The COVID-19 outbreak is being felt far and wide. The need to close down businesses and create social distancing will change the economy for the foreseeable future. Small business owners are some of the most vulnerable to this.
“Every business is going through this,” says Dave Schedin, CEO of CompuTrek Automotive Solutions, a coaching company for the automotive industry specializing in cash flow.
Although it may seem bleak at the moment, body shops may actually have an advantage. While many small businesses had to or continue to be shut down, auto repair shops have been deemed “essential businesses” in many areas of the U.S., allowing them to stay open.
In order to come out of this in the best way possible—and learn a valuable lesson for the future—Schedin shares his tips on how body shop owners should go about handling relationships with staff members, customers and vendors.
How should you approach difficult conversations with your employees when they’re unsure about the company’s future?
Number 1, shop owners need to make sure their team feels safe. Not just from the coronavirus—safe in the longevity of their job. Speak hope into people. Leaders need to create a clear plan of what he or she is doing to handle the current situation and communicate what they’ve done in precaution already. Daily meetings are a great idea. Even more than one per day. Don’t let unspoken thoughts not be spoken. Check-in with your employees and let them know what’s going on. It’s important to let them know the financial stability of the company. If you don’t have cash reserves, it can be a challenge.
What should you do if you’re not financially stable?
You can still build hope—but you need help from everyone. Communicate the importance of banding together. Let your employees know that everyone is impacted by this, so if they’re thinking of going somewhere else, chances are that other places are not hiring. As a leader, you need to put a plan in place and the truth is, it’s going to be difficult. Many shops will have to cut wages. Rotational schedules and reduced salaries and wages will help, in some cases, keep the doors of a shop open, so communicate that to your employees. We need to make sure everyone’s core livelihood is protected, even if that means dropping employees down to part time. Owners can’t be afraid to spell the truth out. If we band together, we have a better chance of surviving and coming out the other side.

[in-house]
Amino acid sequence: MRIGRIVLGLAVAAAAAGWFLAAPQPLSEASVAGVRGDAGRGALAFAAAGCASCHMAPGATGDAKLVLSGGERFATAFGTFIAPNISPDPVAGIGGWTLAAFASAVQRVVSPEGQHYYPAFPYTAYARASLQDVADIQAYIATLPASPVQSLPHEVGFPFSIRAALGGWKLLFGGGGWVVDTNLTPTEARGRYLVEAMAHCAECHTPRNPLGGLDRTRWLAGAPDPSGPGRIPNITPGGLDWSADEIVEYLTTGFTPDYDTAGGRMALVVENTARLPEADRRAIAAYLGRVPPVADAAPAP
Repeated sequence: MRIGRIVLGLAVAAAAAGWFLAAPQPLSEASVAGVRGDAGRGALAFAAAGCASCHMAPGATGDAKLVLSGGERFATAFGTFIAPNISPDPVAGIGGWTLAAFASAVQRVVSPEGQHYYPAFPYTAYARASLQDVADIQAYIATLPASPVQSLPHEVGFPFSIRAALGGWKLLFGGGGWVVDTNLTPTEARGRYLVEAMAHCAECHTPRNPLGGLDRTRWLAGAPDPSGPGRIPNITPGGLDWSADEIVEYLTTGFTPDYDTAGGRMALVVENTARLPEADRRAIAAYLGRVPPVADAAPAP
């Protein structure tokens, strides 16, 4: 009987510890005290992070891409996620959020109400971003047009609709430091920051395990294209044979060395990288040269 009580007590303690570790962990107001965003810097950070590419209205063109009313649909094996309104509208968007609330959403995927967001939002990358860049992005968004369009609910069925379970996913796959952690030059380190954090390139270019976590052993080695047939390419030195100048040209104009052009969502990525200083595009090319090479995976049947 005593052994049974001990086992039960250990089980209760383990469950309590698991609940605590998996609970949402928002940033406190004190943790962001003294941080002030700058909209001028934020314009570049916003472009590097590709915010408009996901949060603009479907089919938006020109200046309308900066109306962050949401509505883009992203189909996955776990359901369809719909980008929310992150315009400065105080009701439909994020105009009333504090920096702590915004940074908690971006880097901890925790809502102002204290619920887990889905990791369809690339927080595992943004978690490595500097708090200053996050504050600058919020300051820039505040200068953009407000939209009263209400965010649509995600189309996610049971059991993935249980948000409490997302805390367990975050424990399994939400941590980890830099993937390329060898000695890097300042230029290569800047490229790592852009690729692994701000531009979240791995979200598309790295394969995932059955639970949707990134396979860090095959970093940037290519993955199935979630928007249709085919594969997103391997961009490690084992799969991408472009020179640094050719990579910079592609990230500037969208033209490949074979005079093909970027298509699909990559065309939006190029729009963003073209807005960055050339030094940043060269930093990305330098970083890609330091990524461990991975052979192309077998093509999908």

If business is slow, what should shop owners do to keep businesses afloat?
If you’re slow, now is the time to take advantage of training. Now is the time to upgrade and start servicing hybrids. Get your people trained. This way, when things get back to normal, your staff can perform on higher levels.
Another piece of advice that will help get customers in and hopefully prevent layoffs is get customers through the door. You can have someone work remotely and call customers. Get on the phone and go after your database like you never have before. Say, before all of this, you were closing 10–12 cars per day and now you’re closing 4–5. With some phone calls, you could bring it up to 6–8, which can make a huge difference.
Now is also a great time to make updates to your shop or equipment. If you’ve always wanted to paint, pay your staff to paint rather than paying a company. Make sure that when it is business as usual, you’re ready to go full force.
What about customers? How can shop owners reassure them and get them to continue to come to their business?
By this time, everyone has heard the same message over and over. Keep a fresh perspective and reach out to customers. Remind them that you’re still there for them without making a sales pitch.
Businesses should reach out and explain what they are doing to ensure their safety. For example, offering pick-up and drop-off delivery, no-touch payment and authorizations and no-touch key drop boxes, to name a few. Also, find a way to differentiate. One shop I work with, when they pick up a vehicle, they’re also offering to fill the customer’s car up with gas. It’s the customer’s money, but they’re making it so the customer has one less place to go and preventing them from going out when they may feel unsafe.
Is there anyone else shop owners should reach out to?
One of the most forgotten about is vendors. Have clear communication with your vendors. Many shops may need an extension to pay bills. Start having these conversations early about how to extend due times. Ask for price breaks. Let them know that you’ll stick with them, but you need to work out a plan.